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NCUA Chair McWatters Shortlisted to Head CFPB
Wednesday, January 3, 2018 6:45 AM

J. Mark McWatters, chairman of the National Credit Union Administration, is on the shortlist to potentially head the Consumer Financial Protection Bureau, according to industry observers. The move could help soften the sharp partisan fight brewing for the person tapped to take over the consumer agency.

The choice of J. Mark McWatters as head of the CFPB "would be a smart pick because you get all of the conservative policymaking without the ideological rhetoric,” said one analyst.

Other names floated in recent weeks include Todd Zywicki, a law professor at George Mason University; Rep. Jeb Hensarling (R-Texas) who chairs the House Financial Services Committee; and Keith Noreika, the former acting comptroller of the currency. McWatters' appointment would relieve interim director Mick Mulvaney, who followed the departure of former director Richard Cordray in November. Cordray resigned to run for governor of Ohio.

McWatters would potentially offer the administration a new way forward. He was confirmed to head the NCUA over the summer. While he previously solicited the CFPB to roll back oversight of credit unions in several cases, he has not openly criticized the consumer agency as others being considered have done.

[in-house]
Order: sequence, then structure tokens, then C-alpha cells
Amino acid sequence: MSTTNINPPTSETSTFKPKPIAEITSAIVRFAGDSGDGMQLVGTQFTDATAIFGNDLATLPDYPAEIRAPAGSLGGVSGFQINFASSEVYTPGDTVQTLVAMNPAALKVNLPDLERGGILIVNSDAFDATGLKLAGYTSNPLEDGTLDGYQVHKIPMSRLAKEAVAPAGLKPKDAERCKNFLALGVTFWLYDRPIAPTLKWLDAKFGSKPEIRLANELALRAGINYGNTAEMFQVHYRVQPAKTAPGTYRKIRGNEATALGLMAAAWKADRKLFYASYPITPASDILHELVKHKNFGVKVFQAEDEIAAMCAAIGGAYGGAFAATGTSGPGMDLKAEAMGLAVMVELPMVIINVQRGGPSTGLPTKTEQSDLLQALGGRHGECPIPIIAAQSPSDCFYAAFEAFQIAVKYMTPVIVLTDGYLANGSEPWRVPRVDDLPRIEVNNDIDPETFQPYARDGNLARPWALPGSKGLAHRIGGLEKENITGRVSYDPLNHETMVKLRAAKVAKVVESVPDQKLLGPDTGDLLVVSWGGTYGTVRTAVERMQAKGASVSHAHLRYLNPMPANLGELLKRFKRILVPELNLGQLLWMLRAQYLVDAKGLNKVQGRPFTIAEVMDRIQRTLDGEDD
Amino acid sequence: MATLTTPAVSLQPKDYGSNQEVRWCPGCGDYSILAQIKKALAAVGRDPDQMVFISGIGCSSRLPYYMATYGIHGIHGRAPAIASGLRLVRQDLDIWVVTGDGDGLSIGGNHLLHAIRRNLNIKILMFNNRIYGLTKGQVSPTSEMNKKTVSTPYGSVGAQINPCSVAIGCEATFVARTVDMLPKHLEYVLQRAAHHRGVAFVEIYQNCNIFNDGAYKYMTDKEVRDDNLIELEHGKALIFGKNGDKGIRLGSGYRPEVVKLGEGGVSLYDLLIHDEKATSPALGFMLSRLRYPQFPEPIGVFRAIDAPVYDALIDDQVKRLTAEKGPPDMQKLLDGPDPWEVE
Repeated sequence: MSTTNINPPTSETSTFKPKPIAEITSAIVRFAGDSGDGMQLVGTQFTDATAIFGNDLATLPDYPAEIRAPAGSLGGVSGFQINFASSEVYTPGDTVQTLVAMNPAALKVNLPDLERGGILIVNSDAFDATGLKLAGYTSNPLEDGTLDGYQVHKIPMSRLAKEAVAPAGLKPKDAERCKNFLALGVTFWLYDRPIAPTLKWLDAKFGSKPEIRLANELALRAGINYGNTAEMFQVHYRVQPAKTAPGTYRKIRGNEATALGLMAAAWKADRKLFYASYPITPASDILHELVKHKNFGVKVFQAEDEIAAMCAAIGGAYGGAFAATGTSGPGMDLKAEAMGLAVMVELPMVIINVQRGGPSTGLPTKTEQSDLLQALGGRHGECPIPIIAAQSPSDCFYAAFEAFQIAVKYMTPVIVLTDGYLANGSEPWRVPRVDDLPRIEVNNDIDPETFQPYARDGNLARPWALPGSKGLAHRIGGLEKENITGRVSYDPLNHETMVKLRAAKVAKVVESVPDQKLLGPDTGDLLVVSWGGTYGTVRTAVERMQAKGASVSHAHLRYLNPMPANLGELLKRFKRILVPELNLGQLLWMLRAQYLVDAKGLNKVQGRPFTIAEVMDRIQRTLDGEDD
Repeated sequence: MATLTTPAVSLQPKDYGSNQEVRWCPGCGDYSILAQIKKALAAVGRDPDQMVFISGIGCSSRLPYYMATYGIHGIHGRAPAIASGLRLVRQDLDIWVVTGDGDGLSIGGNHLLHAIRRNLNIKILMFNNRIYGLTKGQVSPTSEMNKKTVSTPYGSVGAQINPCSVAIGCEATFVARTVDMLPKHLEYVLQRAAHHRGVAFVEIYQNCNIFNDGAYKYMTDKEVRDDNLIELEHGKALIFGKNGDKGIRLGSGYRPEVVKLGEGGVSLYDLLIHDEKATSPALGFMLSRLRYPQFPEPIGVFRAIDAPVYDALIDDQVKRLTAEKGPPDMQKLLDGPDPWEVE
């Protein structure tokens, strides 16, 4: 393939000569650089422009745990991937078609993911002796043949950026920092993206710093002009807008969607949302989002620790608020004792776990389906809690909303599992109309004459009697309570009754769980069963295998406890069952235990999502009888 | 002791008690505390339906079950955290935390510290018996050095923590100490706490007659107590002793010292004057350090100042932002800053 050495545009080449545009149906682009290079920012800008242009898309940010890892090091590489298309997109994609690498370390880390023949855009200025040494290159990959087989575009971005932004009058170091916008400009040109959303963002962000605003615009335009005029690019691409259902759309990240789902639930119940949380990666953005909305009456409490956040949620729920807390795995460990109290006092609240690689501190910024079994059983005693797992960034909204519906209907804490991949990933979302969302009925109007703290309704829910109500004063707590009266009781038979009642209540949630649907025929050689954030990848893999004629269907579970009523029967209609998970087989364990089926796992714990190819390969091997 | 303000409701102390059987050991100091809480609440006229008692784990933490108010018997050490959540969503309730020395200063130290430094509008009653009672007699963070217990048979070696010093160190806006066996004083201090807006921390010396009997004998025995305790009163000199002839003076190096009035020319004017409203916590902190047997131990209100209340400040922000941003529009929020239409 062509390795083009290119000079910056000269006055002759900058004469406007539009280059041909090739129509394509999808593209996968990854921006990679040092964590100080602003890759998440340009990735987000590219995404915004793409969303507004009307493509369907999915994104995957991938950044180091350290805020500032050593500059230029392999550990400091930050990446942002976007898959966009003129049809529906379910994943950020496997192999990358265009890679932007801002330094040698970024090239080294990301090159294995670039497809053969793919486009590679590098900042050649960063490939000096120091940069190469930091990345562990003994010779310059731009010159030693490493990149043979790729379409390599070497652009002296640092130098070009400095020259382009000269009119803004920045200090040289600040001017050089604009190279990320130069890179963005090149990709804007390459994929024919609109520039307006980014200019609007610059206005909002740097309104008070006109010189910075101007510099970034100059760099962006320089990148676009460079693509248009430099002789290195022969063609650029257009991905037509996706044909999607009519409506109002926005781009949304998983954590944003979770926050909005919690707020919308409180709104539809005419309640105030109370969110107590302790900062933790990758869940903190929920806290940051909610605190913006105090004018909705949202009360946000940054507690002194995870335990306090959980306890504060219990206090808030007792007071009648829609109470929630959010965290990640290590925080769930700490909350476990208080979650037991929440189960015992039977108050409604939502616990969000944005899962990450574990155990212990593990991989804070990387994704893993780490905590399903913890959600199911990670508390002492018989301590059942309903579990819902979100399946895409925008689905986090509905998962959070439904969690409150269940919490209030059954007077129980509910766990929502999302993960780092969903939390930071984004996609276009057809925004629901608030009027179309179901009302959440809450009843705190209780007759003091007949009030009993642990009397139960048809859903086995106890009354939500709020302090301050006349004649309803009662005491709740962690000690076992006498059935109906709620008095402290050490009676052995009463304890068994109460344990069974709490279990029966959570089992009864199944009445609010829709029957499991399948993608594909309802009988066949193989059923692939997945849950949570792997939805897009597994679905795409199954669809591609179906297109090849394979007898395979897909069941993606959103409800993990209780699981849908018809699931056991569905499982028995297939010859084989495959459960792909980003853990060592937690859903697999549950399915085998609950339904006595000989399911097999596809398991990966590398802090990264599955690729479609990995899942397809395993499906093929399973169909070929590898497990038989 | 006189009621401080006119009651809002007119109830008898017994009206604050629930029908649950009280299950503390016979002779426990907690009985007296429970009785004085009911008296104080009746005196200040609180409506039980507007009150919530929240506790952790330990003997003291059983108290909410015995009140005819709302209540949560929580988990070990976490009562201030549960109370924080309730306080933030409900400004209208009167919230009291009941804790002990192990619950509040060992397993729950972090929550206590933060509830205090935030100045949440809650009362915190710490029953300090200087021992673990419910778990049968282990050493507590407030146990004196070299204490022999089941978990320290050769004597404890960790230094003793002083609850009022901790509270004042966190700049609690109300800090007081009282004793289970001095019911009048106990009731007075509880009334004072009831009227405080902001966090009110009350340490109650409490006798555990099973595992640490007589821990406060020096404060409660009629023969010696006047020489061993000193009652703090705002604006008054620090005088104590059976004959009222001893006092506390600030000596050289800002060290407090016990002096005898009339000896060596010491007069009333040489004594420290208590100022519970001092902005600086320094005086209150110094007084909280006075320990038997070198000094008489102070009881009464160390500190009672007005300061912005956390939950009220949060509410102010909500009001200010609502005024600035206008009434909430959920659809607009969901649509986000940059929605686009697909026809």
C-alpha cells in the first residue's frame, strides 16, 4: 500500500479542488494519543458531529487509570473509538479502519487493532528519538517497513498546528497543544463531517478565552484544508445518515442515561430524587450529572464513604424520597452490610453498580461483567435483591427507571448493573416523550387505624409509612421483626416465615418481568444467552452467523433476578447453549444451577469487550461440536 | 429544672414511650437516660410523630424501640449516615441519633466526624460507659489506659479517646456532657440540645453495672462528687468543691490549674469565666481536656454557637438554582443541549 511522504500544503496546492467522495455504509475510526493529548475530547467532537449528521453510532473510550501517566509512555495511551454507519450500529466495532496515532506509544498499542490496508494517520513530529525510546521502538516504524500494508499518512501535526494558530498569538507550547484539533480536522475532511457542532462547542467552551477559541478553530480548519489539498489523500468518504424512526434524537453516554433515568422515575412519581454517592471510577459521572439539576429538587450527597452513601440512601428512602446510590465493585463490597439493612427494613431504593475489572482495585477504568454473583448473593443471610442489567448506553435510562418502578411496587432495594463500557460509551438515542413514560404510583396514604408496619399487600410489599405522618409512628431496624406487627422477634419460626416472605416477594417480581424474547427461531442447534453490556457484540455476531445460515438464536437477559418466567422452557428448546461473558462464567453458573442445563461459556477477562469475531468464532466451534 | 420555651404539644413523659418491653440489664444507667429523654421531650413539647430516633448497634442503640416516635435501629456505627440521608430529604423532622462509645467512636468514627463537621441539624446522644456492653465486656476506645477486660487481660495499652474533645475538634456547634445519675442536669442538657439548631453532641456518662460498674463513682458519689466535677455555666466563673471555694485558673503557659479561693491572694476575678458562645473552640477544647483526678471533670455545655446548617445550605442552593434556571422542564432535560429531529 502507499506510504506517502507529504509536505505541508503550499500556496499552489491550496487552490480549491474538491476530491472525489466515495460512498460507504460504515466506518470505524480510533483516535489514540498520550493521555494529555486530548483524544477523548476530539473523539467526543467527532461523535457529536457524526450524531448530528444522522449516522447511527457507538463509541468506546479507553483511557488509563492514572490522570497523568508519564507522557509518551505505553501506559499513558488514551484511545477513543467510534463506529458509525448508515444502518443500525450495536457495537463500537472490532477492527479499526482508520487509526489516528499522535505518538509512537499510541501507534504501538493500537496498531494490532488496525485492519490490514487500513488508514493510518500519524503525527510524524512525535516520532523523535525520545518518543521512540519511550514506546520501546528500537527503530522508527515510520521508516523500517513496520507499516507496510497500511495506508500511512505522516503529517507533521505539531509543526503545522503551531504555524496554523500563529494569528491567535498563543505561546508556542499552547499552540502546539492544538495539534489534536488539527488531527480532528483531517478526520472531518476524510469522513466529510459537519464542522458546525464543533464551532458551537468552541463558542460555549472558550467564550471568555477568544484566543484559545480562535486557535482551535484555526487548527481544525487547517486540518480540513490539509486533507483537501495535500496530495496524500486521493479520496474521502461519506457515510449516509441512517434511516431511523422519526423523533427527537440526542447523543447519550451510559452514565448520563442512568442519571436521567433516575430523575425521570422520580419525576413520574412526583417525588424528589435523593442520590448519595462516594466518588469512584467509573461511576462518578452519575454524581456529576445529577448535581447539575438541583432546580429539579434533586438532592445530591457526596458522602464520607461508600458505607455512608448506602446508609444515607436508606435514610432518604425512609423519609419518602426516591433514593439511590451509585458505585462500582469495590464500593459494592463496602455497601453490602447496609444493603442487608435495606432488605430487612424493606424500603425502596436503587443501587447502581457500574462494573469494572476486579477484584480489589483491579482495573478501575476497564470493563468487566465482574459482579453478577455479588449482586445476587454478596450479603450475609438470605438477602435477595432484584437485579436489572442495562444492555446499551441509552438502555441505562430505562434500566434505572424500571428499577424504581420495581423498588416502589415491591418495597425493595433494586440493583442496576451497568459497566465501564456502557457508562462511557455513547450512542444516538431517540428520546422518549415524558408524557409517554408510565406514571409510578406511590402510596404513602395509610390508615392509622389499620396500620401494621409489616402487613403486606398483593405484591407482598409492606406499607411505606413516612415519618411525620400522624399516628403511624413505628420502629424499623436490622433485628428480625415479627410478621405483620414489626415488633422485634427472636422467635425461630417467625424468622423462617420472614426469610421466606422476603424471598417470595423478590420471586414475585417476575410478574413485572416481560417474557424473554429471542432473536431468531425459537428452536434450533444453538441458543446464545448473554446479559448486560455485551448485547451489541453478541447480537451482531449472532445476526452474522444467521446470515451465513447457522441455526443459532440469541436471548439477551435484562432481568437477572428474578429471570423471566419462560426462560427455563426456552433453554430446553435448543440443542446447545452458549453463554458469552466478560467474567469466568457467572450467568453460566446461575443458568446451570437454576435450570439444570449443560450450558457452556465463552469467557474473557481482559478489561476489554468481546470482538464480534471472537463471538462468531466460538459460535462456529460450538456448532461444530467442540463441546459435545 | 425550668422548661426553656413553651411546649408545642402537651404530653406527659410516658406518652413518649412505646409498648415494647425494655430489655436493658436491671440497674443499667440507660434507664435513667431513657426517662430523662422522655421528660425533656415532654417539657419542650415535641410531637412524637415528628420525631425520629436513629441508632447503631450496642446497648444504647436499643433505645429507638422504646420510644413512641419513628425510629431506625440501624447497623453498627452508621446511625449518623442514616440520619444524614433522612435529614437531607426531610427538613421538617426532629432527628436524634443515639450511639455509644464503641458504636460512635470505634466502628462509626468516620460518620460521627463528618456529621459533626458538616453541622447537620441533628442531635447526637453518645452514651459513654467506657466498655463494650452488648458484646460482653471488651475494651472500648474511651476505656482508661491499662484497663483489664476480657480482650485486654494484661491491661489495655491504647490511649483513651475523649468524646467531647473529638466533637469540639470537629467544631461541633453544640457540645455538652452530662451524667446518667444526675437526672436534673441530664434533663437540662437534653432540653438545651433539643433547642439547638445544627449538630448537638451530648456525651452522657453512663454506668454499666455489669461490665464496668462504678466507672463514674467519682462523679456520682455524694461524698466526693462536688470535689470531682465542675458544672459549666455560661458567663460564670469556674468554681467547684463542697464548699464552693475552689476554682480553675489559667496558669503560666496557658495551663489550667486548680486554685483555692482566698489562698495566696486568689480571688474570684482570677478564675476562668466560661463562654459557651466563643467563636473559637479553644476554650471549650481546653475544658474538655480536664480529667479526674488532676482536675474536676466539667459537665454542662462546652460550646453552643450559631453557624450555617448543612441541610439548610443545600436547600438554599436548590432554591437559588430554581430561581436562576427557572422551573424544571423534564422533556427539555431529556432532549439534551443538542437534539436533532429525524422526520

McWatters could also theoretically take Mulvaney's place as acting chairman while he awaits confirmation, if the Trump administration wanted to make the switch. McWatters has already been confirmed by the Senate, making him eligible to serve as acting head of an agency under the Federal Vacancies Reform Act.

His nomination may draw opposition from banking groups, however, which are concerned with how close the NCUA is to the industry it regulates. Bankers frequently complain the agency is not tough enough on credit unions.

While at NCUA, McWatters asked the consumer agency in May to exempt credit unions from expanded data collection and reporting requirements issued under the Home Mortgage Disclosure Act and to clarify the agency’s authority to oversee unfair, deceptive, and abusive acts. In July, he requested the consumer agency drop examination and enforcement for the largest credit unions.

McWatters, a lawyer and certified public accountant, has years of experience in the public and private sectors. He previously served as a member of the Troubled Asset Relief Program’s congressional oversight panel and as an adviser to Hensarling.

He joined the NCUA board in 2014 under former President Obama, before being tapped as chairman of the agency in January under Trump. He served as acting chair from January through June, before being confirmed to the position by the Senate.

Before joining the NCUA, McWatters was assistant dean for graduate programs, a professor of practice at the Southern Methodist University Dedman School of Law, and an adjunct professor at the university’s Cox School of Business. He’s also been a partner at three international law firms and served as counsel to a hedge and private equity firm.

Source:  CU Journal